For those who do not know it – the Reading Room at the British Museum in London is a fantastic place. Enclosed within a huge dome, it dominates the centre of the museum complex, and as you walk through the rather small understated doors, you find yourself in a huge open space unimpeded by columns, walls or other obstructions, dwarfed by the vast dome above your head, and surrounded by openness. Your eye is naturally led upwards in an almost spiritual way, encouraged to look beyond yourself, and to remember how small you are. Then around the central hub, long leather topped reading desks radiate out like the spokes of a vast wheel, with students & enquirers of all ages sat quietly reading, thinking, questioning, searching for understanding.
For me as a Christian, the effect of this open space was certainly spiritual, and it was the right place for me to spend my study day each week – to read and pray, to remember how big God is, and how small I am, and yet to do so in the safety, warmth and security of this almost womb-like setting.
Although some might point out that this great edifice was built with a humanist enlightenment agenda rather than a spiritual one, I found God there. As my eyes were led upwards, it was not to the heights of human understanding but to the presence of the creator God, enthroned in the glory of the heavens, and yet present here with us by His Holy Spirit, engaging with us in body, mind and spirit.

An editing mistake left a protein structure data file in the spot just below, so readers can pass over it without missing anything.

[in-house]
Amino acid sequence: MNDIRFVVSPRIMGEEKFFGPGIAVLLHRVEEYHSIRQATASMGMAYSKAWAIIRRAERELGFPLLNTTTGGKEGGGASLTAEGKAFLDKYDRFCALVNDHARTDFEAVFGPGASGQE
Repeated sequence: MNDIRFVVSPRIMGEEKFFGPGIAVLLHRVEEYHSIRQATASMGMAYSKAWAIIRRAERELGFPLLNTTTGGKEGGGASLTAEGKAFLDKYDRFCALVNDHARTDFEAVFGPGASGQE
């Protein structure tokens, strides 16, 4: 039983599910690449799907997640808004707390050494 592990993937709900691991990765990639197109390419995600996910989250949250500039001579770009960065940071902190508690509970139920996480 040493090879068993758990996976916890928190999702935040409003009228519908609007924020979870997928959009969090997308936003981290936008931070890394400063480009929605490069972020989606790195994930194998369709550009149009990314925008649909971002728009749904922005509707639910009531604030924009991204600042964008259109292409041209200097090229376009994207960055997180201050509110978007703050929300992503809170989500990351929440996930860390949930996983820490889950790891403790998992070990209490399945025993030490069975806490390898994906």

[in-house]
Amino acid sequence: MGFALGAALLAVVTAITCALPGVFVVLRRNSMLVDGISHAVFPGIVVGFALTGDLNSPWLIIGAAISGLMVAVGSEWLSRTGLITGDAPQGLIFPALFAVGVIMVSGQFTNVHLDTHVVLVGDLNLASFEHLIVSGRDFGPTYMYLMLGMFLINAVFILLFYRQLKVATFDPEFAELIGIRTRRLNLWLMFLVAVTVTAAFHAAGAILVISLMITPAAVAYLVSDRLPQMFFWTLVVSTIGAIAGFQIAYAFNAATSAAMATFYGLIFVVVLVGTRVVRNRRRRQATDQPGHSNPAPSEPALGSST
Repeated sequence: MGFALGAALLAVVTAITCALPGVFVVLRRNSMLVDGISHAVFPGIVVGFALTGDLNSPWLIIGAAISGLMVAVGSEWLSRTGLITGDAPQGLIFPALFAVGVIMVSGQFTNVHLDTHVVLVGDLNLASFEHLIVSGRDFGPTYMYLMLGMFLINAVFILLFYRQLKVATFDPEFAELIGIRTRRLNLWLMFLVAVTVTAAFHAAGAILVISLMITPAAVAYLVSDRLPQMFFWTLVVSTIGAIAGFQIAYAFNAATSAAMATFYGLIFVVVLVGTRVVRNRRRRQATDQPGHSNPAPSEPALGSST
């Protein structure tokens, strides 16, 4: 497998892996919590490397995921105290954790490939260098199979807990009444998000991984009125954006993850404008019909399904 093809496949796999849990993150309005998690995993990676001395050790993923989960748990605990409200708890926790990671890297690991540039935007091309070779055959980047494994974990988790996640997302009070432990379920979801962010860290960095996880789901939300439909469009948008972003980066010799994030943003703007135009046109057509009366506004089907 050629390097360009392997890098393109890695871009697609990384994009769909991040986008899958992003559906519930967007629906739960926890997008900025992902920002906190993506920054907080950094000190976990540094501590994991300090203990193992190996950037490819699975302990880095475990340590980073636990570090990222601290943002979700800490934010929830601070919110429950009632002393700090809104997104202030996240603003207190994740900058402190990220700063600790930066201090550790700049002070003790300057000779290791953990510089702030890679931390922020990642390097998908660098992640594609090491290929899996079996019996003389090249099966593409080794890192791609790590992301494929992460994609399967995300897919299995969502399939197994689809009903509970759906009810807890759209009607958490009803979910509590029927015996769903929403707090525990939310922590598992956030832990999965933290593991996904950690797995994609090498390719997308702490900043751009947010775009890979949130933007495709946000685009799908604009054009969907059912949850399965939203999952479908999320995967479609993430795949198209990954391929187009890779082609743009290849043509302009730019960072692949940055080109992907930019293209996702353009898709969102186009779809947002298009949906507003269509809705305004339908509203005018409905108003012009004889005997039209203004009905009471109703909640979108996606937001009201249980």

So where did I begin? As always, I began with the Bible – the Word of God.
I went back to the scriptures, starting with all the old familiar verses, quoted time and time again on homosexuality – 1 Corinthians 6, Romans 1, Leviticus 18 and 20 (also echoed in Deuteronomy).
I also revisited the other passages of scripture that I had found were often quoted, even though they did not mention homosexuals explicitly – Ephesians 4, Colossians 3, 1Thessalonians 4 and 1Peter 4.
And what I found surprised me! I expected to find myself struggling once again with these passages, but instead I did not. It was as though I was reading them for the first time with the blinkers taken off!
Every time I had gone to these passages in the past, I had done so from the vantage point of being told that they condemned homosexual relationships. They had been rolled out, time and time again to prove that the Bible condemned such activity as sin – as immoral, debauched, and a sign of wickedness. As a result I had always found myself viewing them through this lens – the lens of condemnation – and more than that – of universal condemnation. Homosexual offenders (1Cor6:9) meant all homosexuals involved in a sexual relationship; and because all homosexual sex was immoral & debauched, all the other passages condemning immorality and debauchery applied to homosexuals too!
Yet now, somehow, the lens had been taken away – the blinkers had been taken off – and for the first time I could look at them to see what they did say, not simply to prove what I already thought they said!